Interfaces, specifications and DNA

Modularity and open source go hand in hand. There are several reasons for this: coding relatively small sub-assemblies to strict interface parameters works well for small teams of programmers. Published interfaces are the sine-qua-non of...

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Modularity and open source go hand in hand. There are several reasons for this: coding relatively small sub-assemblies to strict interface parameters works well for small teams of programmers. Published interfaces are the sine-qua-non of openness.

Creating a plug-in specification (a la Firefox) is a way of inviting people to add to your code (without really adding to your code).

So when I met Patrick Andrews recently to talk about recent developments with the 40Fires/Riversimple open source car project, I was happy to trot out my usual diatribe about the benefits of standardised interfaces and modularity to the open source style development project.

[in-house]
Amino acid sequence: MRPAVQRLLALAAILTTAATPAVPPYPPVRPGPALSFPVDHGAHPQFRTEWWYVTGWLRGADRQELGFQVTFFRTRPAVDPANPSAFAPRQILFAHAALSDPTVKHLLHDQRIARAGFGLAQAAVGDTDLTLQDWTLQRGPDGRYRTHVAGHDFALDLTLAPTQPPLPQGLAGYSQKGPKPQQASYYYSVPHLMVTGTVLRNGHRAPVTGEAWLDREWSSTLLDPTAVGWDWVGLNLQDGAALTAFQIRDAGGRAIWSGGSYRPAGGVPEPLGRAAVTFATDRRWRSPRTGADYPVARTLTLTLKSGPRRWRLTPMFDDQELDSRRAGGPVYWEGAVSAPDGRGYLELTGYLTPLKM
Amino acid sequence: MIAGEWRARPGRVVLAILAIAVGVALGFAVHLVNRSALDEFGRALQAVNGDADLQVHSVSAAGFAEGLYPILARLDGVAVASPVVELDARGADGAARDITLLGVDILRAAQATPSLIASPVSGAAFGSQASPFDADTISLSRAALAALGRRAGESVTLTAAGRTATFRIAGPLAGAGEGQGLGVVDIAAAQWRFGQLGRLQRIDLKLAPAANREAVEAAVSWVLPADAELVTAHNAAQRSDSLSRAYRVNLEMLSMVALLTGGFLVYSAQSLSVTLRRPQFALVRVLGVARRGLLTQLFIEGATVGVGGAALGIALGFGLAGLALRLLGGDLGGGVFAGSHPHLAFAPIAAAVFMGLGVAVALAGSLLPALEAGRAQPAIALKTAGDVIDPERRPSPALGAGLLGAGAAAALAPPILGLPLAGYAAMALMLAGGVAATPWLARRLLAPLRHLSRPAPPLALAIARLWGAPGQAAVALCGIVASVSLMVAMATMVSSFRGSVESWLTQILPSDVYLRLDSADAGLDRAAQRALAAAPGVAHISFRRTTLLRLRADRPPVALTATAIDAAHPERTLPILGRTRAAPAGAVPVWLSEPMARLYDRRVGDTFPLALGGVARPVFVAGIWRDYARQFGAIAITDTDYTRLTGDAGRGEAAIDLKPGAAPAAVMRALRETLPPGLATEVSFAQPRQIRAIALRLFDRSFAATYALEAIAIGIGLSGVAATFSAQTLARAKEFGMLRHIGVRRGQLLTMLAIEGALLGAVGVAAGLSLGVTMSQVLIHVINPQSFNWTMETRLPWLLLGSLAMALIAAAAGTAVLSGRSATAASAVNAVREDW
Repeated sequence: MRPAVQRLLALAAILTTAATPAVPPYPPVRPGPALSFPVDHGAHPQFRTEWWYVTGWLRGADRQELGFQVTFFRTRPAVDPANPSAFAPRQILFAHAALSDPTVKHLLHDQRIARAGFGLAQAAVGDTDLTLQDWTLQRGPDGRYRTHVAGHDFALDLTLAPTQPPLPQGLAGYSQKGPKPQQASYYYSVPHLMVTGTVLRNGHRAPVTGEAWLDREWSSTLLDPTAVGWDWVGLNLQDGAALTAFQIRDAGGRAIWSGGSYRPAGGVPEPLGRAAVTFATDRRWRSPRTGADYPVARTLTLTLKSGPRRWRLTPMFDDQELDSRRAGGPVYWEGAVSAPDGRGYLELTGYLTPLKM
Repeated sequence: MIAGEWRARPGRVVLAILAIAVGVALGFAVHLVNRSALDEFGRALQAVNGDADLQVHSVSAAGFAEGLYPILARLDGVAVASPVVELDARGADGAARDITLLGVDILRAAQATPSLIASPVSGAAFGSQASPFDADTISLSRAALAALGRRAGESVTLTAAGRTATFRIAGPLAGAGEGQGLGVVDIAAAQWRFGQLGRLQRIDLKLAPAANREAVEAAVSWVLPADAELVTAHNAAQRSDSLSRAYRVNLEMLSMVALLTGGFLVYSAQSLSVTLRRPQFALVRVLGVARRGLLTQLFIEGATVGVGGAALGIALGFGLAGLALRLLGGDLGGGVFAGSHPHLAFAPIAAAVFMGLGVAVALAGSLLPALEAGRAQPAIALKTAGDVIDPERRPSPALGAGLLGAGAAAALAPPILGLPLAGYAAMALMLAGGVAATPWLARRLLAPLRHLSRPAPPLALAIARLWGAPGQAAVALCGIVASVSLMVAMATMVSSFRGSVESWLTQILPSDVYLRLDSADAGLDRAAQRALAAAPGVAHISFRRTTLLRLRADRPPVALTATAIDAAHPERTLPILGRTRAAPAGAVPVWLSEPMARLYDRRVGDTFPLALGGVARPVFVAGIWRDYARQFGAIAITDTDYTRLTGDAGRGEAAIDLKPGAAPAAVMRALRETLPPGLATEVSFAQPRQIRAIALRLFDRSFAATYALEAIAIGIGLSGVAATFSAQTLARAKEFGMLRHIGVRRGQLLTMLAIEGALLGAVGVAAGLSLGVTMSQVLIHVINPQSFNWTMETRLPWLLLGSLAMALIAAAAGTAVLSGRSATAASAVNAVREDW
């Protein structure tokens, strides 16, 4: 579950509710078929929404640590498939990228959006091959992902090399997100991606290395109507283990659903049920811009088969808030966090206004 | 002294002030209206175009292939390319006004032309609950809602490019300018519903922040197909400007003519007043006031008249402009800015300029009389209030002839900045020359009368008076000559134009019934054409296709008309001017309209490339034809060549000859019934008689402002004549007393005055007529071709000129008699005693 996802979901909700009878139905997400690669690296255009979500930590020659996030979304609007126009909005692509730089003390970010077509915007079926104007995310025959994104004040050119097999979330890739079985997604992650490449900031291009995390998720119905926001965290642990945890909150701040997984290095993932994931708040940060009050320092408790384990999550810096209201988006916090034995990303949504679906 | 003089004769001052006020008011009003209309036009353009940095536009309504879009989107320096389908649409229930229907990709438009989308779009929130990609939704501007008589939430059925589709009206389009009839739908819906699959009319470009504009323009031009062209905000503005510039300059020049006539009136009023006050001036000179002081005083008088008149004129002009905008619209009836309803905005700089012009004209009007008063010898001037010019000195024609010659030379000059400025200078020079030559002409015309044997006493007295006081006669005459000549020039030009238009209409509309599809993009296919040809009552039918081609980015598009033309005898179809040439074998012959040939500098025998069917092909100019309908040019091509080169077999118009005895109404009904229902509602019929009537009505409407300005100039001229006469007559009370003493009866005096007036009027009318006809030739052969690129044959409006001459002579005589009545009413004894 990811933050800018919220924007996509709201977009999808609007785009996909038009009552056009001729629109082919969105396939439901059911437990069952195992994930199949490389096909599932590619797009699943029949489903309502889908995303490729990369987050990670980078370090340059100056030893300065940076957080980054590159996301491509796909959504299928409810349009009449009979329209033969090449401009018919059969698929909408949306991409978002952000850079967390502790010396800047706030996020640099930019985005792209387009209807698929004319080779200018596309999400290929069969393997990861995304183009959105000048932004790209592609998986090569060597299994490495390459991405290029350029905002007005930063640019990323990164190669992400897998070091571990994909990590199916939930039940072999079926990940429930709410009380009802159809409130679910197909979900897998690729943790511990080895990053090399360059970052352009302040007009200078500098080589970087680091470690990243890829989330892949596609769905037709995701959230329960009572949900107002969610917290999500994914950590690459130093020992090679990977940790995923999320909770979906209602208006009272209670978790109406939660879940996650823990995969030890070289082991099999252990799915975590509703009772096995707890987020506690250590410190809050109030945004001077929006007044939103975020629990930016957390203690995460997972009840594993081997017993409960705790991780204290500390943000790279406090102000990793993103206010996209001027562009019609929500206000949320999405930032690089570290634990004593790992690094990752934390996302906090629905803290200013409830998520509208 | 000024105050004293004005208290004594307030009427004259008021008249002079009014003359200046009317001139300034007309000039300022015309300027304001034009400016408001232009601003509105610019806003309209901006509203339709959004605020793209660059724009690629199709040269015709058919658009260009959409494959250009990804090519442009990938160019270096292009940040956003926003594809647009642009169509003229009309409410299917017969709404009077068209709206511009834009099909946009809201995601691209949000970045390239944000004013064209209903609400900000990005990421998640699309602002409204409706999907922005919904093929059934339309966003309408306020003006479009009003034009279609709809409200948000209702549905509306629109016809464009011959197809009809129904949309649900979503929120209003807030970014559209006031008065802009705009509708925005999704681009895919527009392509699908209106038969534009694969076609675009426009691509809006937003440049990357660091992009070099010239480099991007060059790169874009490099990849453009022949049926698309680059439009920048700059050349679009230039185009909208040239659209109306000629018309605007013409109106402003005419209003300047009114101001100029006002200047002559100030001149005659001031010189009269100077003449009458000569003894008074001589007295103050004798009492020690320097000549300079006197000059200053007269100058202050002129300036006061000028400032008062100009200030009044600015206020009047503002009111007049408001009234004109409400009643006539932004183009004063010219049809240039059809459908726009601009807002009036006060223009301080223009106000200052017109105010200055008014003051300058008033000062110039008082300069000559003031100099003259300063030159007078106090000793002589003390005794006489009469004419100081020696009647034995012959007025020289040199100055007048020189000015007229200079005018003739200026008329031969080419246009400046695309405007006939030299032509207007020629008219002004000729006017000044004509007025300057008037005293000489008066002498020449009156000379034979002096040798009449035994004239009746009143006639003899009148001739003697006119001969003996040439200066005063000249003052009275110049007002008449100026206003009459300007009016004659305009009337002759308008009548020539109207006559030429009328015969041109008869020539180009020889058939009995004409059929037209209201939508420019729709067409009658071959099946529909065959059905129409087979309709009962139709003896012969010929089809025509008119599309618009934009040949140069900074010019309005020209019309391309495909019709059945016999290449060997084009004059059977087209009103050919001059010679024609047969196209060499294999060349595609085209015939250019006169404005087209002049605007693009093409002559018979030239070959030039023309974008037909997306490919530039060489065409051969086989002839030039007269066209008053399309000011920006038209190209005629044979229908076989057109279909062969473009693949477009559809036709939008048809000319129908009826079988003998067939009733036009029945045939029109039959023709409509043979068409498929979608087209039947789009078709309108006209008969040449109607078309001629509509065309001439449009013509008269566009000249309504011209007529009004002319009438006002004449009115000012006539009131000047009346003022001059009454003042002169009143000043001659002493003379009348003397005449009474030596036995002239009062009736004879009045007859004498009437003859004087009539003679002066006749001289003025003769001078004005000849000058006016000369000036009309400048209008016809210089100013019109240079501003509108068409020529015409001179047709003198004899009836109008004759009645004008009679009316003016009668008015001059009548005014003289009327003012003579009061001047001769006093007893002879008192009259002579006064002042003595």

After all, if you can have a standard fitment for connecting a brake disk to hub, for example then it makes it easier for teams on either side of that interface to build to that interface. Stands to reason.

Patrick stopped me right there: he told me that Hugo Spowers (the founder of the project) was adamant that one of the things wrong with modern car design was that there was too much standardisation and modularity. A car is not like a computer system.

The digital overhead of even additional megabytes of unnecessary interface implementation is relatively unimportant in comparison with the physical metal required to create vastly over-specified mechanical interfaces for brake disks and suspension components.

It's interesting to note that evoution, usually that most parsimonious of engineers, is quite happy for us to wander around with up to 98% of the DNA in our genome not coding for anything.

Once more, rules for the physical world don't map onto the digital world.

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